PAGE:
Frydays In LentMarch 24, 2018
Story by Candy Neal
Photos by Marlena Sloss
On every Friday of Lent, a public fish fry can be found in Dubois County.
And it’s guaranteed that months of planning have gone into making those events operate efficiently.
Take Holy Trinity Catholic School, which has two fish fries each year during Lent.
Organizers Kris and Jason Wehr pretty much work on the event all year round — securing dates early on to make sure they don’t coincide with spring break, setting up the schedule of when fish needs to be ordered, determining when the coleslaw juice needs to be made, securing fryers from Sander Catering, things like that.
“It takes a lot to plan these,” Kris said.
And it’s no wonder. The Holy Trinity fish fry, held this year on Feb. 16 and March 2, is one of the biggest in the county. Jason said that each fish fry, about 1,700 plates are sold. In the past, they sold out of fish. But that was a few years back. And, as Kris explained, the process has become more fine-tuned.
“As we go through each year, we learn something new, tweak something for the next year,” Kris said.
The Wehrs have chaired the fish fry events for the last seven years, though the school has had fish fries for about 20 years, the last three years as Holy Trinity; prior to that, they were known as the Holy Family Catholic School fish fries.
The first fry this year used 960 pounds of swai fish. The second was a little smaller; 885 pounds of fish. That kept up with the demand this year.
People have questioned why more fish isn’t purchased and cooked. Kris said they only have so much space to store the raw fish.
“That’s all we can handle and keep the same fresh fish quality,” she said.
Keeping that quality means that fish is fried as the event goes along, instead of all of it being cooked early on and stored. “We pride ourselves on having fresh fish,” Kris said. “We don’t cook it all early, because as it sits, the condensation will make the fish become soggy.”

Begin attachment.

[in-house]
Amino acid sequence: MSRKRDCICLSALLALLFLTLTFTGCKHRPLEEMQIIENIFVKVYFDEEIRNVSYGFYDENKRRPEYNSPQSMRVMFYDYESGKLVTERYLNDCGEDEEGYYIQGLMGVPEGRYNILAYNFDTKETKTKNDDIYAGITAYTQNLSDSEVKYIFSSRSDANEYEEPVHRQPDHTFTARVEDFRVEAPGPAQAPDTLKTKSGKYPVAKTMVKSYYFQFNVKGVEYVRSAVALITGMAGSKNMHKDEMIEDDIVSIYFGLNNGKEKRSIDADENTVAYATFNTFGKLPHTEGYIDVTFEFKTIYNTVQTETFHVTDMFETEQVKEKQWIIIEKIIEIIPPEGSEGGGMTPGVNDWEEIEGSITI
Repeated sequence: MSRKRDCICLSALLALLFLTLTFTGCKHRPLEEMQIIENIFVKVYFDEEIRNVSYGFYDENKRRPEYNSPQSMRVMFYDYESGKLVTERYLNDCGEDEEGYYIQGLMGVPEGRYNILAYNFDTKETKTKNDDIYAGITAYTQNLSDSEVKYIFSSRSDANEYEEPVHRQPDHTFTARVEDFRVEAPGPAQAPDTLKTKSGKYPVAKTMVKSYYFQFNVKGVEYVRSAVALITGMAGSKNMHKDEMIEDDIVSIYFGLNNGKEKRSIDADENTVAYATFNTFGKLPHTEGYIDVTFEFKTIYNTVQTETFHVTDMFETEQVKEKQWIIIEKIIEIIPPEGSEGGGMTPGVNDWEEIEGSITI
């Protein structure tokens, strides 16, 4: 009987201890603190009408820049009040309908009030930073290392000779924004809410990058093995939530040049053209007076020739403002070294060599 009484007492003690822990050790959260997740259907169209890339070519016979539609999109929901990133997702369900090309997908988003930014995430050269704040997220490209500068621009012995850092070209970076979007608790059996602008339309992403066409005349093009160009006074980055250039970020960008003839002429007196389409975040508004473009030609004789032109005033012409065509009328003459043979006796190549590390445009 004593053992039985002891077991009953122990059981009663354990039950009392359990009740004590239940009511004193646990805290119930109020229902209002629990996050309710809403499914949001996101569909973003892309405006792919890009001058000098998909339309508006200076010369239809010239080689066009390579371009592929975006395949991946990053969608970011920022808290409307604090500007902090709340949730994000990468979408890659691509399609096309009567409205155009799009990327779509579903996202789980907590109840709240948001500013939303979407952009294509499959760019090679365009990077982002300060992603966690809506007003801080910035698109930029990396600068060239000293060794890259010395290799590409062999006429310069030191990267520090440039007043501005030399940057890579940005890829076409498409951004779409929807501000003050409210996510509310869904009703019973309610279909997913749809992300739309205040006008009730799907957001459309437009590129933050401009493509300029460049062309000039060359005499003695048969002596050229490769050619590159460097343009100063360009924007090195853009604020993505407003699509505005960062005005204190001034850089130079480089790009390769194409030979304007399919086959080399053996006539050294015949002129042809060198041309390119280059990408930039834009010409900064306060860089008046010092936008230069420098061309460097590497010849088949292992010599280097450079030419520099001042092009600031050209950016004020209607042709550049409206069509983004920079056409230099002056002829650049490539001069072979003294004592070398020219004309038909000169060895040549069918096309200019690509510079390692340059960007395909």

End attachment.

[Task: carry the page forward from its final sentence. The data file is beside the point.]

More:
Because they do cook the fish as they go, there are times when diners are waiting for the fresh fish to come out of the fryer. “We don’t like having the line back up,” Kris said. “But many say the fish is worth it.”
Timing is everything. Therefore, each part of the planning is done at a specific time. For instance, trays of cherry delight, a favorite of diners, are made by seventh-grade students and some of their parents at the school the Wednesday before the fry. Students bring in other cakes from home on that Friday. The coleslaw juice is made Thursday night, and the slaw is mixed and put in containers early Friday afternoon. The boxes of fish are in the cooler and by 3:30 p.m. are moved to the shed out back to be breaded and fried. A crew of cooks using other fryers have been working on the German fries since 10 a.m. Friday morning.
By 3:30 p.m., some early diners arrive, although the event doesn’t start until 4:30 p.m. It’s not unusual for people to start showing up early, Jason said. By then, the school’s cafeteria is in full swing with adults and some older students moving about and setting up stations for dine-in, carryout and drive-thru.
The seventh-graders and some adults are in charge of the dessert tables, since proceeds from the desserts go to their Washington, D.C. trip the following year. Students also help with moving supplies to different stations, icing down sodas and bottles of water and being message runners.
By 4:25 p.m., the cafeteria is about a third full of eating diners and many vehicles are in the two drive-thru lanes outside. The first few batches of fish have been fried and the chaos of the evening will continue for a few hours.